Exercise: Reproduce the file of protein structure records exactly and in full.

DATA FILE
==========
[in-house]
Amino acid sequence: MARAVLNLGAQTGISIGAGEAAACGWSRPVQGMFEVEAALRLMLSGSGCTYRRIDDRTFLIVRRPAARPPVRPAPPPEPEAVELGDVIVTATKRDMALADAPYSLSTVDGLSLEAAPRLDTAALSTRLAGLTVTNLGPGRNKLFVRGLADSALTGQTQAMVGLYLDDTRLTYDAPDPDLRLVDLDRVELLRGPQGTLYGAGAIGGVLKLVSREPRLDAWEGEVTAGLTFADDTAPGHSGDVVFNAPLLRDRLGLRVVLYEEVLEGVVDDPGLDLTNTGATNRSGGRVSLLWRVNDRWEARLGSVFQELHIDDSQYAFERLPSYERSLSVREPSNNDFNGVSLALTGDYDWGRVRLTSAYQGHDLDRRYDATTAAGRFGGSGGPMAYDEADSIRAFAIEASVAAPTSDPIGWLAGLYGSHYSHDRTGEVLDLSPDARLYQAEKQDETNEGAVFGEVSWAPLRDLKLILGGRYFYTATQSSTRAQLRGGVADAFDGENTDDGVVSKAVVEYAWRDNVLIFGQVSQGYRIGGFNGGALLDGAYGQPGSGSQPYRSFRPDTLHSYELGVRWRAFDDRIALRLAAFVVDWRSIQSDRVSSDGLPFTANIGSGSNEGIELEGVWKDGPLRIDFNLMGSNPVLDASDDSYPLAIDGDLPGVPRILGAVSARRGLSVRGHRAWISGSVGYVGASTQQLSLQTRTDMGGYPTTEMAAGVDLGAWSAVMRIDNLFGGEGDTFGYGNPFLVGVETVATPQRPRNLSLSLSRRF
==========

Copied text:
[in-house]
Amino acid sequence: MARAVLNLGAQTGISIGAGEAAACGWSRPVQGMFEVEAALRLMLSGSGCTYRRIDDRTFLIVRRPAARPPVRPAPPPEPEAVELGDVIVTATKRDMALADAPYSLSTVDGLSLEAAPRLDTAALSTRLAGLTVTNLGPGRNKLFVRGLADSALTGQTQAMVGLYLDDTRLTYDAPDPDLRLVDLDRVELLRGPQGTLYGAGAIGGVLKLVSREPRLDAWEGEVTAGLTFADDTAPGHSGDVVFNAPLLRDRLGLRVVLYEEVLEGVVDDPGLDLTNTGATNRSGGRVSLLWRVNDRWEARLGSVFQELHIDDSQYAFERLPSYERSLSVREPSNNDFNGVSLALTGDYDWGRVRLTSAYQGHDLDRRYDATTAAGRFGGSGGPMAYDEADSIRAFAIEASVAAPTSDPIGWLAGLYGSHYSHDRTGEVLDLSPDARLYQAEKQDETNEGAVFGEVSWAPLRDLKLILGGRYFYTATQSSTRAQLRGGVADAFDGENTDDGVVSKAVVEYAWRDNVLIFGQVSQGYRIGGFNGGALLDGAYGQPGSGSQPYRSFRPDTLHSYELGVRWRAFDDRIALRLAAFVVDWRSIQSDRVSSDGLPFTANIGSGSNEGIELEGVWKDGPLRIDFNLMGSNPVLDASDDSYPLAIDGDLPGVPRILGAVSARRGLSVRGHRAWISGSVGYVGASTQQLSLQTRTDMGGYPTTEMAAGVDLGAWSAVMRIDNLFGGEGDTFGYGNPFLVGVETVATPQRPRNLSLSLSRRF